9 July 1835
2
(1835–39)
Conservative Party
4 José María Carreño, RHV.jpg José María Carreño
(1792–1849)
Miranda 27 July 1835

20 August 1835
Conservative Party
5 José María Vargas.jpg José María Vargas
(1786–1854)
Vargas 20 August 1835

24 April 1836
Conservative Party
6 Andres Narvarte 000.jpg Andrés Narvarte
(1781–1853)
Vargas 24 April 1836

20 January 1837
Conservative Party
7 José María Carreño, RHV.jpg José María Carreño
(1792–1849)
Miranda 27 January 1837

11 March 1837
Conservative Party
8 Carlos Soublette.jpg Carlos Soublette
(1789–1870)
Vargas 11 March 1837

1 February 1839
9 Páez by Lewis B. Adams.JPG José Antonio Páez
(1790–1873)
Portuguesa 1 February 1839

28 January 1843
3
(1839–43)
Conservative Party
10 Carlos Soublette.jpg Carlos Soublette
(1789–1870)
Vargas 28 January 1843

20 January 1847
4
(1843–47)
Conservative Party
11 Jose tadeo monagas.jpg José Tadeo Monagas
(1784–1868)
Monagas 20 January 1847

5 February 1851
5
(1847–51)
Conservative Party
12 JoseGregorioMonagas.jpg José Gregorio Monagas
(1795–1858)
Monagas 5 February 1851

20 January 1855
6
(1851–55)
Liberal Party
13 Jose tadeo monagas.jpg José Tadeo Monagas
(1784–1868)
Monagas 20 January 1855

15 March 1858
7
(1855–60)
Liberal Party
14 Pedro Gual Escandon.jpg Pedro Gual Escandón
(1783–1862)
Caracas 15 March 1858

18 March 1858
Liberal Party
15 Juliancastro.jpg Julián Castro
(1810–1875)
Miranda 18 March 1858

2 August 1859
Military
16 Pedro Gual Escandon.jpg Pedro Gual Escandón
(1783–1862)
Caracas 2 August 1859

29 September 1859
Independent
17 Manuel Felipe Tovar.jpg Manuel Felipe de Tovar
(1803–1866)
29 September 1859

20 May 1861
Liberal Party
8
(1860–64)
18 Pedro Gual Escandon.jpg Pedro Gual Escandón
(1783–1862)
Caracas 20 May 1861

29 August 1861
Liberal Party
19 Páez by Lewis B. Adams.JPG José Antonio Páez
(1790–1873)
Portuguesa 29 August 1861

15 June 1863
Military
20 Juan Crisóstomo Falcón.jpg Juan Crisóstomo Falcón
(1820–1870)
Falcón 15 June 1863

25 April 1868
Military
9
(1864–73)

United States of Venezuela (1864–1953)[edit]

Flag of Venezuela (1863-1905).svg President of the United States of Venezuela Coat of arms of Venezuela (1871).svg

  Democratic Action   Conservative Party   Liberal Party   Independent   Military government


[3]
Portrait President
(Birth–Death)
State Term of office Term
[4]
Party
20 Juan Crisóstomo Falcón.jpg    Juan Crisóstomo Falcón
(1820–1870)
Falcón 15 June 1863

25 April 1868
9
(1864–73)
Military
21 Manuel Ezequiel Bruzual 1.jpg Manuel Ezequiel Bruzual
(1832–1868)
Magdalena
(Gran Colombia)
25 April 1868

28 June 1868
Independent
22 Guillermo Tell Villegas 1.jpg Guillermo Tell Villegas
(1823–1907)
Carabobo 28 June 1868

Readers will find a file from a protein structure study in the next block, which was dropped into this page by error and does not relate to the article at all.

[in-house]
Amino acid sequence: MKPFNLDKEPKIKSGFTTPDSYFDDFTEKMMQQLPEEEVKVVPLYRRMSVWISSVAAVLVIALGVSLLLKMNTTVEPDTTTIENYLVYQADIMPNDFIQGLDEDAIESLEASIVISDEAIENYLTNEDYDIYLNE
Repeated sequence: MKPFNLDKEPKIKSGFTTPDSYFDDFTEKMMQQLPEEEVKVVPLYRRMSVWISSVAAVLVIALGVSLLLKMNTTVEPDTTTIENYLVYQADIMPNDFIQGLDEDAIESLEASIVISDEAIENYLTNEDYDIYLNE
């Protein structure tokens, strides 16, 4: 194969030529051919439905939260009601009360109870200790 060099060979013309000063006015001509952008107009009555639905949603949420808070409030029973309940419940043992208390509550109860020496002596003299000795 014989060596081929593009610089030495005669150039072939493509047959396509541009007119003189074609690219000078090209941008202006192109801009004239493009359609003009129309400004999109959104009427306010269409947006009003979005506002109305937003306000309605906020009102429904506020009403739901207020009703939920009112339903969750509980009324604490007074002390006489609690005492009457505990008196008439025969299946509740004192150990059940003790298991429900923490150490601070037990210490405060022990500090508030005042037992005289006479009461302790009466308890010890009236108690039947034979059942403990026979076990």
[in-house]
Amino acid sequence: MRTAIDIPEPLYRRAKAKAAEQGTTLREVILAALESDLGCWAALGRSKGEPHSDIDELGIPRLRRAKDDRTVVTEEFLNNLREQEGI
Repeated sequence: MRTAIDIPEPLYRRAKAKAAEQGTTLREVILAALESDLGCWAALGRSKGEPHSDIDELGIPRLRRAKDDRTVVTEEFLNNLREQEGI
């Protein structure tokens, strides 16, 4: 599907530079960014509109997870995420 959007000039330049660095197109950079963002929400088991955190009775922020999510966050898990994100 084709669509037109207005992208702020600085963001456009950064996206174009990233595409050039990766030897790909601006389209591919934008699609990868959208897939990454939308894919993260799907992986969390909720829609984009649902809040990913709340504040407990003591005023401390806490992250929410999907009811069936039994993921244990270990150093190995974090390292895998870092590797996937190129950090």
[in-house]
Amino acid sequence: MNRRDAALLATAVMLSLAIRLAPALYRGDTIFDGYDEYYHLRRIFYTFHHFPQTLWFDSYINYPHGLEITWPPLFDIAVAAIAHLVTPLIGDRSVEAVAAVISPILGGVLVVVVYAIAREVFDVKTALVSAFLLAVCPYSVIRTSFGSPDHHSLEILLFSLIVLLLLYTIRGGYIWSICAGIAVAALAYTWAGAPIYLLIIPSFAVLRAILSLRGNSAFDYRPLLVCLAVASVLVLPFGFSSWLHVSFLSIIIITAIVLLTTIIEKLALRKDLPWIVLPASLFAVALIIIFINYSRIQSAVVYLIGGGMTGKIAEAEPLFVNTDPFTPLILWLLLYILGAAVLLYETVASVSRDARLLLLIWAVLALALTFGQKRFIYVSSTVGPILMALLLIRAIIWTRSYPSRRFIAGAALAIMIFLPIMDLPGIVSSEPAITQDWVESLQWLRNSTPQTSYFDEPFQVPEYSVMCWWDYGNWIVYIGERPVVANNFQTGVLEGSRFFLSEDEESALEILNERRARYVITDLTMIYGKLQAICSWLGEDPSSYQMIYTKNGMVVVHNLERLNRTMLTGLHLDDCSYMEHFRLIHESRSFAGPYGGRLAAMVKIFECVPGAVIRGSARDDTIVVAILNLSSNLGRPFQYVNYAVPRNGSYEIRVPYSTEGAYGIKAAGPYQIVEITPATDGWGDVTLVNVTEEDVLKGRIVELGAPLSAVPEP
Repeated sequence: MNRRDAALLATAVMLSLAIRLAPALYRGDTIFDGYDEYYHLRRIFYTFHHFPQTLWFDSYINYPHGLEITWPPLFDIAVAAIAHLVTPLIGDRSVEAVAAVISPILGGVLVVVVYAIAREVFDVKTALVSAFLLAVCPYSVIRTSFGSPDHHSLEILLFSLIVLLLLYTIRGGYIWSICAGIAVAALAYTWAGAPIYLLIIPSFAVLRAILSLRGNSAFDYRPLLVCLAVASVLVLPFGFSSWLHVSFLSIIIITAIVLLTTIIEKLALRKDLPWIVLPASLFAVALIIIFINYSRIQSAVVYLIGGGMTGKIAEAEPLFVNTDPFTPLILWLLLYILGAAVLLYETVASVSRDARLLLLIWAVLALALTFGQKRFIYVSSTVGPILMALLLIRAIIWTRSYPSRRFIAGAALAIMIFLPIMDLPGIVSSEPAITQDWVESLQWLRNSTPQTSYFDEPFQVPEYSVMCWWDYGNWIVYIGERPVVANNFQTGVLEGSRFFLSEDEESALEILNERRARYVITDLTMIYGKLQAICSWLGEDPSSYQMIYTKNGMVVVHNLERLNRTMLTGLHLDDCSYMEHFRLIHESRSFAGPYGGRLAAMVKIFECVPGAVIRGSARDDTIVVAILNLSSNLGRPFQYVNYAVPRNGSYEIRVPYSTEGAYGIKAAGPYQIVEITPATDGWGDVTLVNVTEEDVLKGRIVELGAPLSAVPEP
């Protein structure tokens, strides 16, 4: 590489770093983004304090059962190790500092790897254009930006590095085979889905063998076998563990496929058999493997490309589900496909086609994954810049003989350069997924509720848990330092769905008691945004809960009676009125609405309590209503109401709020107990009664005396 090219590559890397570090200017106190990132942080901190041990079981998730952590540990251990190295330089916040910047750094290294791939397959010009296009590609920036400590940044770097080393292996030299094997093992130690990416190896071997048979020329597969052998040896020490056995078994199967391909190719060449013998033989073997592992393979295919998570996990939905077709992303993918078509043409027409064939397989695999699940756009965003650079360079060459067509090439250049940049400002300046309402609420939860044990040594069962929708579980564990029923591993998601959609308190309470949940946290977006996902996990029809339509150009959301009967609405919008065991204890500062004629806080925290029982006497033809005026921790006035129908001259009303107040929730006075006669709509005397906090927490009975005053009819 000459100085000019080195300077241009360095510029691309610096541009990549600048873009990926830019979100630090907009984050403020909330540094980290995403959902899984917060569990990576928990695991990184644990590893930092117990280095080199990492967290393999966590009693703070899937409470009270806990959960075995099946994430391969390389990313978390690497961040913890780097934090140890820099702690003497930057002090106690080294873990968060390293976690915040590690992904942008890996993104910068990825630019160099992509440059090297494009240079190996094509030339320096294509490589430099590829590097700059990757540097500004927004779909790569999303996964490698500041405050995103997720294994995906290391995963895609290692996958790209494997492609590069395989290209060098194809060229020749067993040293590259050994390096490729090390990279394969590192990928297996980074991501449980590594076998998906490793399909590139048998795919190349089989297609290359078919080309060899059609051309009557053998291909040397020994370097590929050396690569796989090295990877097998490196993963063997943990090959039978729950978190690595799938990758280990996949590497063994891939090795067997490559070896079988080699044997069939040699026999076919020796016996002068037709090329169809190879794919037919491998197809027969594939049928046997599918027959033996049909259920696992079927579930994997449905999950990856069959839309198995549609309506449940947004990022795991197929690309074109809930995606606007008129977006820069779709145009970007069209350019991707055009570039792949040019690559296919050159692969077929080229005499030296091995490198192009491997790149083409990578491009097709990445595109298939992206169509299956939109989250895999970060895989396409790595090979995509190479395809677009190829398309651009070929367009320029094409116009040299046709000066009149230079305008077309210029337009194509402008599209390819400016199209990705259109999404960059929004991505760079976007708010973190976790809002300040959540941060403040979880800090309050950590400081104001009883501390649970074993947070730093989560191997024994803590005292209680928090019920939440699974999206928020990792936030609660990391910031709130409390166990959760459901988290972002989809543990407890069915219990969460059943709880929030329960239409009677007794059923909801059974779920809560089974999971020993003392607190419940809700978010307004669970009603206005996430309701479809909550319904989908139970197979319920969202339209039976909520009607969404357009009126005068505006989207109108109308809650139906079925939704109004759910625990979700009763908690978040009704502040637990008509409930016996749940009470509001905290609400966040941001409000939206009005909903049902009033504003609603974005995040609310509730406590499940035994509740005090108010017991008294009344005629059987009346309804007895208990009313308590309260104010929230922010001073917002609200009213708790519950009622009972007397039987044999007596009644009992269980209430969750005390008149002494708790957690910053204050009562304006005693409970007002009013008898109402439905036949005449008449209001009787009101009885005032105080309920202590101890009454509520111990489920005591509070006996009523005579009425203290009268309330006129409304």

20 February 1869
Liberal Party
23 JRMonagas.jpg José Ruperto Monagas
(1831–1880)
Monagas 20 February 1869

16 April 1870
Military
24 Guillermo Tell Villegas 1.jpg Guillermo Tell Villegas
(1823–1907)
Carabobo 16 April 1870

27 April 1870
Liberal Party
25 Martin Tovar y Tovar 20.JPG Antonio Guzmán Blanco
(1829–1899)
Caracas 27 April 1870

27 February 1877
Liberal Party
10
(1873–77)
26 Antonio Esteban Frías 1911 000.jpg Francisco Linares Alcántara
(1825–1878)
Aragua 27 February 1877

30 November 1878
11
(1877–82)
Liberal Party
27 José Gregorio Valera - El Cojo Ilustrado.jpg José Gregorio Valera 30 November 1878

26 February 1879
Liberal Party
28 Martin Tovar y Tovar 20.JPG Antonio Guzmán Blanco
(1829–1899)
Caracas 26 February 1879

26 April 1884
Liberal Party
12
(1882–88)
29 Joaquín Crespo portrait.jpg Joaquín Crespo
(1830–1898)
Aragua 26 April 1884

15 September 1886
Liberal Party
30 Martin Tovar y Tovar 20.JPG Antonio Guzmán Blanco
(1829–1899)
Caracas 15 September 1886

8 August 1887
Liberal Party
31 Hermógenes López.jpg Hermógenes López
(1830-1898)
Carabobo 8 August 1887

2 July 1888
Independent
32 Presidente Rojas Paúl (1890) by Cristobal Rojas.jpg Juan Pablo Rojas Paúl
(1826–1905)
Caracas 2 July 1888

19 March 1890
13
(1888–90)
Liberal Party
33 Raimundo Andueza Palacio.jpg Raimundo Andueza Palacio
(1846–1900)
Portuguesa 19 March 1890

17 June 1892
14
(1890–94)
Conservative Party
34 Guillermo Tell Villegas 1.jpg Guillermo Tell Villegas
(1823–1907)
Carabobo 17 June 1892

31 August 1892
Liberal Party
35 Guillermo Tell Villegas Pulido.jpg Guillermo Tell Villegas Pulido
(1854–1949)
Barinas 31 August 1892

7 October 1892
Liberal Party
36 Joaquín Crespo portrait.jpg Joaquín Crespo
(1841–1898)
Aragua 7 October 1892

February 28 1898
Military
15
(1894–98)
37 Ignacio Andrade 2.jpg Ignacio Andrade
(1839–1925)